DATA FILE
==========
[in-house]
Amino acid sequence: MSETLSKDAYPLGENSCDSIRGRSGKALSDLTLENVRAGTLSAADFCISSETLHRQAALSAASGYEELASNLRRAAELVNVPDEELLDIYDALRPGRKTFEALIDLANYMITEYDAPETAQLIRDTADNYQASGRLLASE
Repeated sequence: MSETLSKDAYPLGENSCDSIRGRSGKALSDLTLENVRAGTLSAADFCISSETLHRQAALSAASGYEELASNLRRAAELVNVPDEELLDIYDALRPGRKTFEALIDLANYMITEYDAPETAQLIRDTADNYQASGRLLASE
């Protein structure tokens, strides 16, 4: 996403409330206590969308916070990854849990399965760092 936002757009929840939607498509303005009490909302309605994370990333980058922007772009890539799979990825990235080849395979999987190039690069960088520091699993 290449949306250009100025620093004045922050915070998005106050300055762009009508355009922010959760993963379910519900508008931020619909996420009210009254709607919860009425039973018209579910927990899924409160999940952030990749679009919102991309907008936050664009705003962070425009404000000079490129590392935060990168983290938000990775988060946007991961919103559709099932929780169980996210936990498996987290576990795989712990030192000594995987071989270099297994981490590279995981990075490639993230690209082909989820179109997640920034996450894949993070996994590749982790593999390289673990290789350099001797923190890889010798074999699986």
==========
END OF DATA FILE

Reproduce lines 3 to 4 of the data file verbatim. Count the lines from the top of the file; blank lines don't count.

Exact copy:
Repeated sequence: MSETLSKDAYPLGENSCDSIRGRSGKALSDLTLENVRAGTLSAADFCISSETLHRQAALSAASGYEELASNLRRAAELVNVPDEELLDIYDALRPGRKTFEALIDLANYMITEYDAPETAQLIRDTADNYQASGRLLASE
């Protein structure tokens, strides 16, 4: 996403409330206590969308916070990854849990399965760092 936002757009929840939607498509303005009490909302309605994370990333980058922007772009890539799979990825990235080849395979999987190039690069960088520091699993 290449949306250009100025620093004045922050915070998005106050300055762009009508355009922010959760993963379910519900508008931020619909996420009210009254709607919860009425039973018209579910927990899924409160999940952030990749679009919102991309907008936050664009705003962070425009404000000079490129590392935060990168983290938000990775988060946007991961919103559709099932929780169980996210936990498996987290576990795989712990030192000594995987071989270099297994981490590279995981990075490639993230690209082909989820179109997640920034996450894949993070996994590749982790593999390289673990290789350099001797923190890889010798074999699986």